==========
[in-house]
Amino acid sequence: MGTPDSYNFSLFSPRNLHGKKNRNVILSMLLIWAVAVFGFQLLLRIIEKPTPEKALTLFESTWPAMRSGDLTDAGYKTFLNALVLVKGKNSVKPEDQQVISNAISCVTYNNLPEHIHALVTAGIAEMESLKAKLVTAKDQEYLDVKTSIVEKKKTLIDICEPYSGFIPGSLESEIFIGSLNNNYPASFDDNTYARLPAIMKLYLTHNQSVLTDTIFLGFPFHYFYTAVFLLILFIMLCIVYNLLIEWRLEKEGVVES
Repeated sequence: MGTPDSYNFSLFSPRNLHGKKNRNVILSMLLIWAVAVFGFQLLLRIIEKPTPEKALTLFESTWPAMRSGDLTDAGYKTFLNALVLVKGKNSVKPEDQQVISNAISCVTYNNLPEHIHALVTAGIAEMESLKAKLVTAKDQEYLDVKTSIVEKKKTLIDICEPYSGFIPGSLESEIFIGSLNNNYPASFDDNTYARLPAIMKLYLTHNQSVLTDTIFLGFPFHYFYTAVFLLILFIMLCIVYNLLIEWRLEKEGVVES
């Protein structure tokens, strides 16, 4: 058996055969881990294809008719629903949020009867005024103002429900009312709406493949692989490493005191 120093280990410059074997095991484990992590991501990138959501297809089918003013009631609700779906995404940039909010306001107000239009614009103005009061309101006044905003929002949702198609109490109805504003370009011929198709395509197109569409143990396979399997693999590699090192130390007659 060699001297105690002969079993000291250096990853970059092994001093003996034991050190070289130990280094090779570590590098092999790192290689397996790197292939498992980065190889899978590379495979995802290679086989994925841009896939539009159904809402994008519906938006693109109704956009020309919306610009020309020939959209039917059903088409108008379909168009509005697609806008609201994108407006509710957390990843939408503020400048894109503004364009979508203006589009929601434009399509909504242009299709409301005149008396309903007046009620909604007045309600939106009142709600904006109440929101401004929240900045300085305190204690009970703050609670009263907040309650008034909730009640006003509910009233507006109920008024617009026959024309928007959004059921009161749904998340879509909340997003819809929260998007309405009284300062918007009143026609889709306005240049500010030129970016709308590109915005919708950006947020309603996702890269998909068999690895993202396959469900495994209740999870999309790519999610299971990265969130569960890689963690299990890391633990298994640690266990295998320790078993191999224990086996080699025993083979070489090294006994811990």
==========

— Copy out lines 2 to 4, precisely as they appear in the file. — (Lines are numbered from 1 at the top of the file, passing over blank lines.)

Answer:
Amino acid sequence: MGTPDSYNFSLFSPRNLHGKKNRNVILSMLLIWAVAVFGFQLLLRIIEKPTPEKALTLFESTWPAMRSGDLTDAGYKTFLNALVLVKGKNSVKPEDQQVISNAISCVTYNNLPEHIHALVTAGIAEMESLKAKLVTAKDQEYLDVKTSIVEKKKTLIDICEPYSGFIPGSLESEIFIGSLNNNYPASFDDNTYARLPAIMKLYLTHNQSVLTDTIFLGFPFHYFYTAVFLLILFIMLCIVYNLLIEWRLEKEGVVES
Repeated sequence: MGTPDSYNFSLFSPRNLHGKKNRNVILSMLLIWAVAVFGFQLLLRIIEKPTPEKALTLFESTWPAMRSGDLTDAGYKTFLNALVLVKGKNSVKPEDQQVISNAISCVTYNNLPEHIHALVTAGIAEMESLKAKLVTAKDQEYLDVKTSIVEKKKTLIDICEPYSGFIPGSLESEIFIGSLNNNYPASFDDNTYARLPAIMKLYLTHNQSVLTDTIFLGFPFHYFYTAVFLLILFIMLCIVYNLLIEWRLEKEGVVES
């Protein structure tokens, strides 16, 4: 058996055969881990294809008719629903949020009867005024103002429900009312709406493949692989490493005191 120093280990410059074997095991484990992590991501990138959501297809089918003013009631609700779906995404940039909010306001107000239009614009103005009061309101006044905003929002949702198609109490109805504003370009011929198709395509197109569409143990396979399997693999590699090192130390007659 060699001297105690002969079993000291250096990853970059092994001093003996034991050190070289130990280094090779570590590098092999790192290689397996790197292939498992980065190889899978590379495979995802290679086989994925841009896939539009159904809402994008519906938006693109109704956009020309919306610009020309020939959209039917059903088409108008379909168009509005697609806008609201994108407006509710957390990843939408503020400048894109503004364009979508203006589009929601434009399509909504242009299709409301005149008396309903007046009620909604007045309600939106009142709600904006109440929101401004929240900045300085305190204690009970703050609670009263907040309650008034909730009640006003509910009233507006109920008024617009026959024309928007959004059921009161749904998340879509909340997003819809929260998007309405009284300062918007009143026609889709306005240049500010030129970016709308590109915005919708950006947020309603996702890269998909068999690895993202396959469900495994209740999870999309790519999610299971990265969130569960890689963690299990890391633990298994640690266990295998320790078993191999224990086996080699025993083979070489090294006994811990």